The bonding strength results are shown in Figure 5(a). As the carbon nanotube content increased from 0 to 0.5, 1.0, 1.5, and 2.0%, the bonding strength for the mix with changed from 0.39 to 0.68, 1.08, 1.42, and 1.07 MPa, respectively, and that for the mix with changed from 0.55 to 1.48, 1.64, 2.13, and 1.51 MPa. These results indicate that the nanotubes improved the bonding strength by suppressing crack propagation at the interface between the reinforcing fibers and the cement-based composites. The bonding strength increased up to a nanotube content of 1.5% but then decreased at 2.0%. This trend is identical to that noted above for the compressive strength. In fiber-reinforced cement-based composites, the reinforcing fiber suppresses crack growth through continuous delivery of a tensile stress after crack generation and prevents brittle failure by distributing the tensile stress as the fiber is pulled out from the mortar. The interfacial toughness strongly influences the behavior after crack generation: the greater the interfacial toughness, the more ductile the cement-based composites become. Interfacial toughness is the mechanical energy consumed during the fiber pullout process. It corresponds to the area under the pullout stress-strain curve. The interfacial toughness results are shown in Figure 5(b). As the amount of carbon nanotubes increased from 0 to 0.5, 1.0, 1.5, and 2.0%, the interfacial toughness of the mix changed from 30.55 to 77.38, 104.19, 165.17, and 97.66 N-mm, respectively, and that of the mix changed from 77.86 to 92.77, 109.51, 184.32, and 105.08 N-mm, respectively. The interfacial toughness is affected by the behavior after crack generation and in the separation zone. The carbon nanotubes suppressed, through fiber bridging, the separation of the adhesive interface during pullout of the macrosynthetic fiber, thereby increasing interfacial toughness. A poorer dispersion of nanotubes at the 2.0% level detrimentally affected the quality of the adhesive interface, thus decreasing the interfacial toughness.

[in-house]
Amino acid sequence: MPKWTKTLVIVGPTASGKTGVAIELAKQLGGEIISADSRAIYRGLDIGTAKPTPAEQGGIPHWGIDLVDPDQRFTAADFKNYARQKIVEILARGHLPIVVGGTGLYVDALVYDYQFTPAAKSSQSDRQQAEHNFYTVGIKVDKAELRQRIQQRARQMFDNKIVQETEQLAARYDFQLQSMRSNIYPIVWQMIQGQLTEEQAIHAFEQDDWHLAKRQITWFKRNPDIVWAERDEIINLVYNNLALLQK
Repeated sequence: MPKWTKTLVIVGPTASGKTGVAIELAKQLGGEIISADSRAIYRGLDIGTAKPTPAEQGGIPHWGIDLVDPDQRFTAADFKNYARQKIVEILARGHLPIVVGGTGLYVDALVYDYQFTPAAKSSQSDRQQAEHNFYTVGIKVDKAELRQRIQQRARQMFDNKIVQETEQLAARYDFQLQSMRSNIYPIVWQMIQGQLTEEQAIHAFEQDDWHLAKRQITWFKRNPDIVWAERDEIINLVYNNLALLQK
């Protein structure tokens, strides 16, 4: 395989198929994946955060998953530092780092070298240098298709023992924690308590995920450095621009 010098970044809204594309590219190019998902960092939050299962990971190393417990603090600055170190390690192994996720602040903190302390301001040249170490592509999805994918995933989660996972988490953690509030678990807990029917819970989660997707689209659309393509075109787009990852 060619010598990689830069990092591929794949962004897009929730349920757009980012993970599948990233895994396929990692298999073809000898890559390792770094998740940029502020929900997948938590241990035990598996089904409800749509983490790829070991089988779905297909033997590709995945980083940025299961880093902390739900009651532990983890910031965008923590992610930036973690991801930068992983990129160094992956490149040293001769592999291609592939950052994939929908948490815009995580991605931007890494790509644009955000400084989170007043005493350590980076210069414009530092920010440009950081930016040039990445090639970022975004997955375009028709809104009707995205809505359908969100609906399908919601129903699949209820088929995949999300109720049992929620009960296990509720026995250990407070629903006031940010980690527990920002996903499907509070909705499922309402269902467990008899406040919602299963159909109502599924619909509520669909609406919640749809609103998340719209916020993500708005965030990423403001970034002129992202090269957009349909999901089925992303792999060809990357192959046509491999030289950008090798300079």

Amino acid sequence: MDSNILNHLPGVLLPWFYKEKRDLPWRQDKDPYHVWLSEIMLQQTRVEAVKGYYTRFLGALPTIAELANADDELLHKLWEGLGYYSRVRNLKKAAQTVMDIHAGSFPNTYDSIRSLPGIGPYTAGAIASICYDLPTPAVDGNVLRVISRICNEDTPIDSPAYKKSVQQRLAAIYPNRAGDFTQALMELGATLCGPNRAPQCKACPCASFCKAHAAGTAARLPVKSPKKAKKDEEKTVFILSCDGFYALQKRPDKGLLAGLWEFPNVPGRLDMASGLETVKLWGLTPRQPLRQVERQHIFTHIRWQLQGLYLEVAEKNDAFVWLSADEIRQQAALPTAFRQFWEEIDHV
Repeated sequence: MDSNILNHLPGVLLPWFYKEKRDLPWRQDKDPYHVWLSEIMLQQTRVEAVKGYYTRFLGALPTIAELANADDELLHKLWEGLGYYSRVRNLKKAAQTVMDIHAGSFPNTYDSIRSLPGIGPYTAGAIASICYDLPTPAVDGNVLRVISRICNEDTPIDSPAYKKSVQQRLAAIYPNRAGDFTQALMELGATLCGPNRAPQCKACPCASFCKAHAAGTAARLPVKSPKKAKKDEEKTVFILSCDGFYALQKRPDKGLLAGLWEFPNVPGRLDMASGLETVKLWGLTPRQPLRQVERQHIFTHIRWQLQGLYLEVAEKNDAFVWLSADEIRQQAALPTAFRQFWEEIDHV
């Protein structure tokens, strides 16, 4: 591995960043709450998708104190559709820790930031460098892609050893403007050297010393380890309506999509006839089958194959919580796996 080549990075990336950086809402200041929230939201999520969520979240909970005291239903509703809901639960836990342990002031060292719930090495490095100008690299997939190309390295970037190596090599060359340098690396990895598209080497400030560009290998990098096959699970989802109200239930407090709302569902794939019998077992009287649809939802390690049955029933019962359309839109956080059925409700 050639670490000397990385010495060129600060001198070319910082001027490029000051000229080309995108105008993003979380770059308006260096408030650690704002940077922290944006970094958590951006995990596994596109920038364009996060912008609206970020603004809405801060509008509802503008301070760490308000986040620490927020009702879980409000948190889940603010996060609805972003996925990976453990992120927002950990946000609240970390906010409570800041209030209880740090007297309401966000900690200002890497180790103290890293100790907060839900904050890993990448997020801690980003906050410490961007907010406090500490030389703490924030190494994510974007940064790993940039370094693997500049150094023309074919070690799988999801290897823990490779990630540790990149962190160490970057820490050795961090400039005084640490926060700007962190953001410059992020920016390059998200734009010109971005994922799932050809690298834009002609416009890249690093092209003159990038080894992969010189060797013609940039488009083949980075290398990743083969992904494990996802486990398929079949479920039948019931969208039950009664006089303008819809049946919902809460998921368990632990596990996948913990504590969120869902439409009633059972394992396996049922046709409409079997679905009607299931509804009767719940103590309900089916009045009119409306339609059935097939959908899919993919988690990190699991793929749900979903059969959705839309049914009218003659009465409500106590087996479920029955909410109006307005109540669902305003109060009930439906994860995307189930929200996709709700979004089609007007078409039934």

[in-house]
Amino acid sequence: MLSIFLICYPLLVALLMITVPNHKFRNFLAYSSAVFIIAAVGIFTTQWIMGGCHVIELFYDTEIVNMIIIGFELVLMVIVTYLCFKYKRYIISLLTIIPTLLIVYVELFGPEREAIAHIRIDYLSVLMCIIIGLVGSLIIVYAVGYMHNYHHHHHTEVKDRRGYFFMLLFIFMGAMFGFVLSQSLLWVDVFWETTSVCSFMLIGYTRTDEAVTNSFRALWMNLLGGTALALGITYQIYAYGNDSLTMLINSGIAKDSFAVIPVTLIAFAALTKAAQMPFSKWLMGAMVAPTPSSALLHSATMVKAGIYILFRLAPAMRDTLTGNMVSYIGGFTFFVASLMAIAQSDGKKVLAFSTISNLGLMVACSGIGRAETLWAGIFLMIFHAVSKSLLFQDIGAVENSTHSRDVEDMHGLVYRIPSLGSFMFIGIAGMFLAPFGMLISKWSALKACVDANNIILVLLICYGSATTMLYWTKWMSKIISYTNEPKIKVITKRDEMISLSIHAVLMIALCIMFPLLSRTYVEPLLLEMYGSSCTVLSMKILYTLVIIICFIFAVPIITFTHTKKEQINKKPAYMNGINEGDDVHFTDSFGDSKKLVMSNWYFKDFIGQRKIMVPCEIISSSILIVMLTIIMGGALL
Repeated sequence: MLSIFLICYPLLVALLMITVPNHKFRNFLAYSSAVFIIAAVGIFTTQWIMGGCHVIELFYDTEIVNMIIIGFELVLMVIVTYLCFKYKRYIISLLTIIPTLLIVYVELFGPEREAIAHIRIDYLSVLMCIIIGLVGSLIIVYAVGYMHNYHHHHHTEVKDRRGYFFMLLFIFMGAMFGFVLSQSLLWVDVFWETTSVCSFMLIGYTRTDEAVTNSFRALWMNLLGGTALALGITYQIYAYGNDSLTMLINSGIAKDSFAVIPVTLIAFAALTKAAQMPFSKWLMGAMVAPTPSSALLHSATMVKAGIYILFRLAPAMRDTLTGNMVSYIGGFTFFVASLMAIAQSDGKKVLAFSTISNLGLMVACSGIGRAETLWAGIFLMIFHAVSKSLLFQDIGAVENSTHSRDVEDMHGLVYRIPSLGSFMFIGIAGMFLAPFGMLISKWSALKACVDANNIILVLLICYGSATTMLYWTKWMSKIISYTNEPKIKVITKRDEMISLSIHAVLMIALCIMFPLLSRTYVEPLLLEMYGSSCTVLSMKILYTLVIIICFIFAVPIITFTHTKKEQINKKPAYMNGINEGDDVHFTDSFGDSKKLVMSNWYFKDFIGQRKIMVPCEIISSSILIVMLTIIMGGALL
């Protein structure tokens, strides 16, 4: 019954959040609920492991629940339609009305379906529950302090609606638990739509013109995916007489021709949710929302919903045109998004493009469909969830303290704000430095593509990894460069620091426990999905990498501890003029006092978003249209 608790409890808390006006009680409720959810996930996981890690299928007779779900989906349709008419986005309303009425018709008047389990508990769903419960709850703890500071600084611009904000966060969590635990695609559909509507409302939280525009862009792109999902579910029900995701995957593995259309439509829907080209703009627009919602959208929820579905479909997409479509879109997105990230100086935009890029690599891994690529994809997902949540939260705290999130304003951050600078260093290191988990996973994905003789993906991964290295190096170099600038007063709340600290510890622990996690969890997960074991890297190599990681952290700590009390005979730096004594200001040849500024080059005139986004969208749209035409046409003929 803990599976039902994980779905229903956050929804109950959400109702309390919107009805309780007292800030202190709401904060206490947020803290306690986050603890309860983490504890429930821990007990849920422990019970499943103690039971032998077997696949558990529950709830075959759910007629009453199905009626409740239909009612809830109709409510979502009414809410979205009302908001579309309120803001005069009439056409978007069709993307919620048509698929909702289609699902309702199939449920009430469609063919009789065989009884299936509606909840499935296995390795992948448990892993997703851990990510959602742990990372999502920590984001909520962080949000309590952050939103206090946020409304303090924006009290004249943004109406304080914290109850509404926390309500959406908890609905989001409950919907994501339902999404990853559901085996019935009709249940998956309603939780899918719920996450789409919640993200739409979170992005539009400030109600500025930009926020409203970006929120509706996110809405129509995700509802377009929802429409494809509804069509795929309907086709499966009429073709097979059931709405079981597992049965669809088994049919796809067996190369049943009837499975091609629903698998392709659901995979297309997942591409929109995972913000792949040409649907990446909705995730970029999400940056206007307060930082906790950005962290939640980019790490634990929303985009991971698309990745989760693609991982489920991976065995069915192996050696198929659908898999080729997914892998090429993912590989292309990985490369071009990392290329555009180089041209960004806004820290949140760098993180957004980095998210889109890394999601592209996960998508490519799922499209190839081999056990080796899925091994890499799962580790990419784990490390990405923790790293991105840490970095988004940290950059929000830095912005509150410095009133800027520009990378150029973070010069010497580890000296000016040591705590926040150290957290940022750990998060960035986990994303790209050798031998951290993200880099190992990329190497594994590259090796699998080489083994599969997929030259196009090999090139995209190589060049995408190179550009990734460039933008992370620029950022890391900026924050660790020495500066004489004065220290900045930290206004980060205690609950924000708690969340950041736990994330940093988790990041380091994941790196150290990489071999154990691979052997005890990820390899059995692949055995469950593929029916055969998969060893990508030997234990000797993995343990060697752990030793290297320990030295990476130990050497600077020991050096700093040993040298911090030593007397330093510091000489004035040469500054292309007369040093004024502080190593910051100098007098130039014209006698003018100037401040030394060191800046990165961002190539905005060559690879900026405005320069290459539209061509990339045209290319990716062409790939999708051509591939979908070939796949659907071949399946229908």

4.5. Relative Bonding Strength

To investigate bonding properties other than strength, the relative bond characteristic was calculated as follows [21]:where is the relative bonding strength, is the bonding strength, and is the compressive strength.

The relative bonding strength results are shown in Figure 6. For both and 0.5, the relative bonding strength increased up to a carbon nanotube content of 1.5% and then decreased at 2.0%. Up to the 1.5% level, the nanotubes increased the bonding strength by strengthening the interface between the macrosynthetic fiber and the cement-based composites. The lower relative bonding strength at a nanotube content of 2.0% was attributed to a nonuniform distribution of the nanotubes in the cement-based composites. These trends in relative bond strength were the same as those for bond strength. Therefore, regardless of the strength of LMHFRCCs, adding carbon nanotubes provided effective control over the bond strength of the macrosynthetic fiber and LMHFRCCs.

4.6. Microstructural Analysis